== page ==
This paper aims to explore how established multinational enterprises (MNEs) have responded to the perceived threat from rising power firms by seeking to alter the intellectual property institutional environment in key emerging economies.
The key place of emerging economies in the efforts of established MNEs to seek patent law change is discussed. Two case studies review developments related to pharmaceutical patents in India and South Africa, highlighting the influence of MNEs in driving policy change and the contested nature of their actions.
While India and South Africa both present evidence of MNEs seeking to influence pharmaceutical patent laws, distinct differences emerge. In India, most MNE pressure has been in response to the emergence of an active domestic industry and a patent law oriented towards generic entry, while the MNE priority in South African has been geared towards maintaining MNE dominance and a system which leads to generous granting of patents.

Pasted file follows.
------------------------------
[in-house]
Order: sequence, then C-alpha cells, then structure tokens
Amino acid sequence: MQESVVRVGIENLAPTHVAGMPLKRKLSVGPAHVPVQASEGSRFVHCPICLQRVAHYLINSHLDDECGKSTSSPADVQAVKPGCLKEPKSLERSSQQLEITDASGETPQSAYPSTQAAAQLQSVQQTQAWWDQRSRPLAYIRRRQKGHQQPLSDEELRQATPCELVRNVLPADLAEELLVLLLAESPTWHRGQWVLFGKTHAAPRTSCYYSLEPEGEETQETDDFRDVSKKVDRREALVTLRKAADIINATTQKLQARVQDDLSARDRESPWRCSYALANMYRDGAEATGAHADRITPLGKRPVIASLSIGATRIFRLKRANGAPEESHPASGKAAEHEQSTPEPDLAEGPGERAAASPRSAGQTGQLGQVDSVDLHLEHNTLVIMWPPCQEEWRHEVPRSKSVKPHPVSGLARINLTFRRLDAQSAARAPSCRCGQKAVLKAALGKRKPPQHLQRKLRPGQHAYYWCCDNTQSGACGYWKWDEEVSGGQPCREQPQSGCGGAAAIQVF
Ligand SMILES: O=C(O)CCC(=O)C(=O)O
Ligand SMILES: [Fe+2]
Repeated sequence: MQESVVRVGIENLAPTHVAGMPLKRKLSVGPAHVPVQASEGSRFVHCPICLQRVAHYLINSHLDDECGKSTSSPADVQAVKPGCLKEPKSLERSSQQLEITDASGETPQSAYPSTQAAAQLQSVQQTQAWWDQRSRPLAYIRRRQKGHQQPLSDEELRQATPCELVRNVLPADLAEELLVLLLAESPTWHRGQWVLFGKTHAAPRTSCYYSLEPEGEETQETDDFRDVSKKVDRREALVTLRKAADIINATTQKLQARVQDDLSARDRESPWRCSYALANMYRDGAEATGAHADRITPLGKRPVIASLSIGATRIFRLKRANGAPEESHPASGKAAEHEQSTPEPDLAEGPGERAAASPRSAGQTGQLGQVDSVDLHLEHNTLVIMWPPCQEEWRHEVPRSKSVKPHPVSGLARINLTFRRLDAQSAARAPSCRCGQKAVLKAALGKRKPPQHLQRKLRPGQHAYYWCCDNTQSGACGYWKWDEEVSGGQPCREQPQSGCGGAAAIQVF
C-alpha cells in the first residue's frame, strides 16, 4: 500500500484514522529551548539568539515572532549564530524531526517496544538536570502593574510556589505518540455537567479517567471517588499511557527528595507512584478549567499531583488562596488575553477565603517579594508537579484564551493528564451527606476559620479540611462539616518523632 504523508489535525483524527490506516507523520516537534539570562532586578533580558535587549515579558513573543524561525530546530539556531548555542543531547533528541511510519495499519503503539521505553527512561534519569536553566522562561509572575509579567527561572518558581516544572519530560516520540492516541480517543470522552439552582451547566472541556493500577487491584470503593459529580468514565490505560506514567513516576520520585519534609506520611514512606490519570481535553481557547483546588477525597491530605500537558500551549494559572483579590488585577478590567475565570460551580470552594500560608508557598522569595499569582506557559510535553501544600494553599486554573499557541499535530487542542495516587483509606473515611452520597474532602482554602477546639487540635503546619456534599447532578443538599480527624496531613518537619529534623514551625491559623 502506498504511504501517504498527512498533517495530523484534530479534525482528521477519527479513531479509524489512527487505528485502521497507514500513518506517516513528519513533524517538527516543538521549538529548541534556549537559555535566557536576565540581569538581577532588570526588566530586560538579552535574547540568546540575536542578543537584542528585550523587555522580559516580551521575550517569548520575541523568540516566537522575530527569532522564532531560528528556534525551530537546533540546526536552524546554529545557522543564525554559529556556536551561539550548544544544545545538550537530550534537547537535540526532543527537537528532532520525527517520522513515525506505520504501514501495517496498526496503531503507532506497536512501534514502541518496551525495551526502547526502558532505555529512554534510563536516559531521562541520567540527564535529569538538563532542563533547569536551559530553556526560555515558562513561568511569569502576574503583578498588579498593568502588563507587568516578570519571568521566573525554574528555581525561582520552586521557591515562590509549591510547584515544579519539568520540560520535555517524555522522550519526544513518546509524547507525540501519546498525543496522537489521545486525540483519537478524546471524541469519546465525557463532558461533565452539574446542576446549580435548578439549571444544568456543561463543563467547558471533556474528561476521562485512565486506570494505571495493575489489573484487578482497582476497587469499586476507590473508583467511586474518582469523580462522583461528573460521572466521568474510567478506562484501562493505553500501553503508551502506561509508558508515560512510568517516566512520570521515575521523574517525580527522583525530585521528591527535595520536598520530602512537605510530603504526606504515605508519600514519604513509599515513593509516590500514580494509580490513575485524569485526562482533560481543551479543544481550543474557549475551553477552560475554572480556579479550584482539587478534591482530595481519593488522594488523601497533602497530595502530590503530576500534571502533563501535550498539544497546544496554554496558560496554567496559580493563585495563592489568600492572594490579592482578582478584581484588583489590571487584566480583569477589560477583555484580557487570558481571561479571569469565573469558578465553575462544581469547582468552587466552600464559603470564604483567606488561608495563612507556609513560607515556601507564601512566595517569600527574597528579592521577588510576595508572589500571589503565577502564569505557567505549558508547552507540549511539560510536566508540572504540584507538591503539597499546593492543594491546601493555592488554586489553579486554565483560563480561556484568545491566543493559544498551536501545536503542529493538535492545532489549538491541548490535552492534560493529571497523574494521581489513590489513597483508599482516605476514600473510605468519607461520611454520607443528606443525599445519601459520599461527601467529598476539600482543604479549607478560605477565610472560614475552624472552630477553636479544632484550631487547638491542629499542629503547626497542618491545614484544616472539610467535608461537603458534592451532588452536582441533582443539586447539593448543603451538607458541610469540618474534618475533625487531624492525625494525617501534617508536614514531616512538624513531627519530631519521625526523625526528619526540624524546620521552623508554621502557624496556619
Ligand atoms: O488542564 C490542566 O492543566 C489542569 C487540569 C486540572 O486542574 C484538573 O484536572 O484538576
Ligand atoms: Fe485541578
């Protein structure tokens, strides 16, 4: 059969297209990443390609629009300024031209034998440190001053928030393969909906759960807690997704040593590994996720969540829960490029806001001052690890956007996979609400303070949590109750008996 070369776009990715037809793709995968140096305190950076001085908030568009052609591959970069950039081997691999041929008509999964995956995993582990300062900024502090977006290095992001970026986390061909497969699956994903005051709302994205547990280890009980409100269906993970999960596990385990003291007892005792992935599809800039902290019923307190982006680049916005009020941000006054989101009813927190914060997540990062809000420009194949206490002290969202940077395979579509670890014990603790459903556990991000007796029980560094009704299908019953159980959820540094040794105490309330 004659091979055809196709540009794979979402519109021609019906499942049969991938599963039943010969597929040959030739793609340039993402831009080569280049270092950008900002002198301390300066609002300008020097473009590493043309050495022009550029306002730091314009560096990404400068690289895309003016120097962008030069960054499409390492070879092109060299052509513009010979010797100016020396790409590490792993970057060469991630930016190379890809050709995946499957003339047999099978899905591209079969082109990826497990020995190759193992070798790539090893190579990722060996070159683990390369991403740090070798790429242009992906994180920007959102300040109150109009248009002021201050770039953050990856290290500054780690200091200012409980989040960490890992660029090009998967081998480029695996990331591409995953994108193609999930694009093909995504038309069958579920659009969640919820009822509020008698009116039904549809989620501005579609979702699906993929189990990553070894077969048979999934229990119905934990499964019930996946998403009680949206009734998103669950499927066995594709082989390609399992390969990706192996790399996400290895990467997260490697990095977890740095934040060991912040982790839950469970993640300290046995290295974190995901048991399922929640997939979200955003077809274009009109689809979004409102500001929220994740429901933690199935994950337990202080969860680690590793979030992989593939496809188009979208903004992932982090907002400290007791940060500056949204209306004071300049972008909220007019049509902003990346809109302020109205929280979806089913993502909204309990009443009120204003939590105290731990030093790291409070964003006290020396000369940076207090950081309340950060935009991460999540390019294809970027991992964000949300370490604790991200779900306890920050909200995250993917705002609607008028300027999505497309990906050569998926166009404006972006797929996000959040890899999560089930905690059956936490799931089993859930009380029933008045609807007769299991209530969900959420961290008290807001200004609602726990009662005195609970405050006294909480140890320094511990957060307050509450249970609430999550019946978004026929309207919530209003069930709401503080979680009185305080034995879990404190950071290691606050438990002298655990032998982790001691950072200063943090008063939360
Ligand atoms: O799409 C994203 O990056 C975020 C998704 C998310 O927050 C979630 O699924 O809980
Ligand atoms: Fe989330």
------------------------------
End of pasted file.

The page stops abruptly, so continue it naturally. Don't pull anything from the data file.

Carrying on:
Managers and decision-makers seeking to invest in emerging economies must take account of a plethora of institutions present, which may be better suited towards local industrial and consumer interests and may prompt resistance to any established MNE-led attempt at institutional change.
The article offers a comparative perspective on pharmaceutical patent laws in India and South Africa, which have been subject to significant contestation by policymakers, civil society organisations and both rising power and established MNEs. The comparison explores and questions the increasingly widespread “institutional void” thesis in international business.
The author would like to sincerely thank the special issue editor, Rudolf Sinkovics, and the anonymous referees for their helpful comments on earlier drafts of this paper. The author would also like to acknowledge the encouragement and support of the “Rising Powers” team at the University of Manchester, led by Khalid Nadvi.
Horner, R. (2015), "Responding to the rising power “threat”: Pharmaceutical MNEs and the intellectual property “institutional void”", Critical Perspectives on International Business, Vol. 11 No. 3/4, pp. 285-300. https://doi.org/10.1108/cpoib-08-2014-0039
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